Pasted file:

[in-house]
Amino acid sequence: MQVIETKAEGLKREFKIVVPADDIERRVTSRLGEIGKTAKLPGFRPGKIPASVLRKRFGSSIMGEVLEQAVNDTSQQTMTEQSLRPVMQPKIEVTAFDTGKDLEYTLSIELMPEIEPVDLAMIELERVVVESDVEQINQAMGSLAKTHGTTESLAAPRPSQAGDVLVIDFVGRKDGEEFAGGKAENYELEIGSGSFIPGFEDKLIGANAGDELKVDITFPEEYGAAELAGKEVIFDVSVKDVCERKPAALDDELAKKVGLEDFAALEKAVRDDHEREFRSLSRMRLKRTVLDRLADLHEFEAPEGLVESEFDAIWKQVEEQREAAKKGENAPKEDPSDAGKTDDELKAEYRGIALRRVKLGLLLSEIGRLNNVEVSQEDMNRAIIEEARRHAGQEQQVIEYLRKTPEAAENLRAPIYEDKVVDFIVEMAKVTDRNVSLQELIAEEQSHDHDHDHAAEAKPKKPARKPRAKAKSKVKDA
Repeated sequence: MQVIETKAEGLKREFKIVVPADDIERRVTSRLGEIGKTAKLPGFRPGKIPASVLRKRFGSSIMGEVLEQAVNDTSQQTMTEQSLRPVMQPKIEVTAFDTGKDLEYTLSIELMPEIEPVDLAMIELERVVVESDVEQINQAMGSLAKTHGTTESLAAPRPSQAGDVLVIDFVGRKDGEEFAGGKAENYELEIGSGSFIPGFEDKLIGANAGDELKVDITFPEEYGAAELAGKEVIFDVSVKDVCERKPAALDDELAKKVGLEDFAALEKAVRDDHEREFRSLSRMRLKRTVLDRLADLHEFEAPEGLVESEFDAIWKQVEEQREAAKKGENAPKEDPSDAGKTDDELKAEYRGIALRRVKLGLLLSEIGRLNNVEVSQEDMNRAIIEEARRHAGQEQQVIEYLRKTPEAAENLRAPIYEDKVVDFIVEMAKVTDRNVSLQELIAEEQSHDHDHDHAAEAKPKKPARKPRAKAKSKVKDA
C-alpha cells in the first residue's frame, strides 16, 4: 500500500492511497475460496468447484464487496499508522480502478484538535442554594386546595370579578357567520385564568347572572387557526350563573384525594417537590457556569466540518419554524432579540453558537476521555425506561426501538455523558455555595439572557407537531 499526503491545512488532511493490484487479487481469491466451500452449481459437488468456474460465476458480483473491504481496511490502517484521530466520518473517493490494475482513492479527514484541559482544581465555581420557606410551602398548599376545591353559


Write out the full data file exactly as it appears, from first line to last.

[in-house]
Amino acid sequence: MQVIETKAEGLKREFKIVVPADDIERRVTSRLGEIGKTAKLPGFRPGKIPASVLRKRFGSSIMGEVLEQAVNDTSQQTMTEQSLRPVMQPKIEVTAFDTGKDLEYTLSIELMPEIEPVDLAMIELERVVVESDVEQINQAMGSLAKTHGTTESLAAPRPSQAGDVLVIDFVGRKDGEEFAGGKAENYELEIGSGSFIPGFEDKLIGANAGDELKVDITFPEEYGAAELAGKEVIFDVSVKDVCERKPAALDDELAKKVGLEDFAALEKAVRDDHEREFRSLSRMRLKRTVLDRLADLHEFEAPEGLVESEFDAIWKQVEEQREAAKKGENAPKEDPSDAGKTDDELKAEYRGIALRRVKLGLLLSEIGRLNNVEVSQEDMNRAIIEEARRHAGQEQQVIEYLRKTPEAAENLRAPIYEDKVVDFIVEMAKVTDRNVSLQELIAEEQSHDHDHDHAAEAKPKKPARKPRAKAKSKVKDA
Repeated sequence: MQVIETKAEGLKREFKIVVPADDIERRVTSRLGEIGKTAKLPGFRPGKIPASVLRKRFGSSIMGEVLEQAVNDTSQQTMTEQSLRPVMQPKIEVTAFDTGKDLEYTLSIELMPEIEPVDLAMIELERVVVESDVEQINQAMGSLAKTHGTTESLAAPRPSQAGDVLVIDFVGRKDGEEFAGGKAENYELEIGSGSFIPGFEDKLIGANAGDELKVDITFPEEYGAAELAGKEVIFDVSVKDVCERKPAALDDELAKKVGLEDFAALEKAVRDDHEREFRSLSRMRLKRTVLDRLADLHEFEAPEGLVESEFDAIWKQVEEQREAAKKGENAPKEDPSDAGKTDDELKAEYRGIALRRVKLGLLLSEIGRLNNVEVSQEDMNRAIIEEARRHAGQEQQVIEYLRKTPEAAENLRAPIYEDKVVDFIVEMAKVTDRNVSLQELIAEEQSHDHDHDHAAEAKPKKPARKPRAKAKSKVKDA
C-alpha cells in the first residue's frame, strides 16, 4: 500500500492511497475460496468447484464487496499508522480502478484538535442554594386546595370579578357567520385564568347572572387557526350563573384525594417537590457556569466540518419554524432579540453558537476521555425506561426501538455523558455555595439572557407537531 499526503491545512488532511493490484487479487481469491466451500452449481459437488468456474460465476458480483473491504481496511490502517484521530466520518473517493490494475482513492479527514484541559482544581465555581420557606410551602398548599376545591353559